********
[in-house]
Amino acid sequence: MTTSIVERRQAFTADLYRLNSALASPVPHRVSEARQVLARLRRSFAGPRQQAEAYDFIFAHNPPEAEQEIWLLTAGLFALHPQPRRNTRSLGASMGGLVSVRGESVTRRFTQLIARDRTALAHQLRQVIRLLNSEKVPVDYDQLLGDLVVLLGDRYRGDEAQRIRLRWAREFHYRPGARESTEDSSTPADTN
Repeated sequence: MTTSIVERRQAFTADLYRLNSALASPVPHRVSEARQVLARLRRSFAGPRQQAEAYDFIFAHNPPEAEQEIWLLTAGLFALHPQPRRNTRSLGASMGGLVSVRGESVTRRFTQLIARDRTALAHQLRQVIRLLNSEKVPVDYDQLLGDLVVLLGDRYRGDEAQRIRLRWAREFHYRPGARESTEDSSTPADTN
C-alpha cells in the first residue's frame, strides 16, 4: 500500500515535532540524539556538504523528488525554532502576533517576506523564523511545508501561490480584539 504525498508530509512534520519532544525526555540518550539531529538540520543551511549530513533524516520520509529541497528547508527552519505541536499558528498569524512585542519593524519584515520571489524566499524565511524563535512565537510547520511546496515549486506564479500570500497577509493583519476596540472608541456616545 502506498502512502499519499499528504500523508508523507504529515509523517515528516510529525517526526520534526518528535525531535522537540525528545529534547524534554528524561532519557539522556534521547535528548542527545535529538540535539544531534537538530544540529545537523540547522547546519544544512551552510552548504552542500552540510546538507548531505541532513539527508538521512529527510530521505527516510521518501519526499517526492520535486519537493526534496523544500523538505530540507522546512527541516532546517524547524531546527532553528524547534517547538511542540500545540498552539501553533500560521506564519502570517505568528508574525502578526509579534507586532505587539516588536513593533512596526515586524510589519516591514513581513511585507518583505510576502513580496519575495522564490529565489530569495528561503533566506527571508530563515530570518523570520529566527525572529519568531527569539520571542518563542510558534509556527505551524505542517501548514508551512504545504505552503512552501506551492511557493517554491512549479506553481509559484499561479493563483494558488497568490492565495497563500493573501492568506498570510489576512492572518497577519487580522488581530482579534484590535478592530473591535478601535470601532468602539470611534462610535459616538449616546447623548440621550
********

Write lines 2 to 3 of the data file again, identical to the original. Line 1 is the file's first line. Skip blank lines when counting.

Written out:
Amino acid sequence: MTTSIVERRQAFTADLYRLNSALASPVPHRVSEARQVLARLRRSFAGPRQQAEAYDFIFAHNPPEAEQEIWLLTAGLFALHPQPRRNTRSLGASMGGLVSVRGESVTRRFTQLIARDRTALAHQLRQVIRLLNSEKVPVDYDQLLGDLVVLLGDRYRGDEAQRIRLRWAREFHYRPGARESTEDSSTPADTN
Repeated sequence: MTTSIVERRQAFTADLYRLNSALASPVPHRVSEARQVLARLRRSFAGPRQQAEAYDFIFAHNPPEAEQEIWLLTAGLFALHPQPRRNTRSLGASMGGLVSVRGESVTRRFTQLIARDRTALAHQLRQVIRLLNSEKVPVDYDQLLGDLVVLLGDRYRGDEAQRIRLRWAREFHYRPGARESTEDSSTPADTN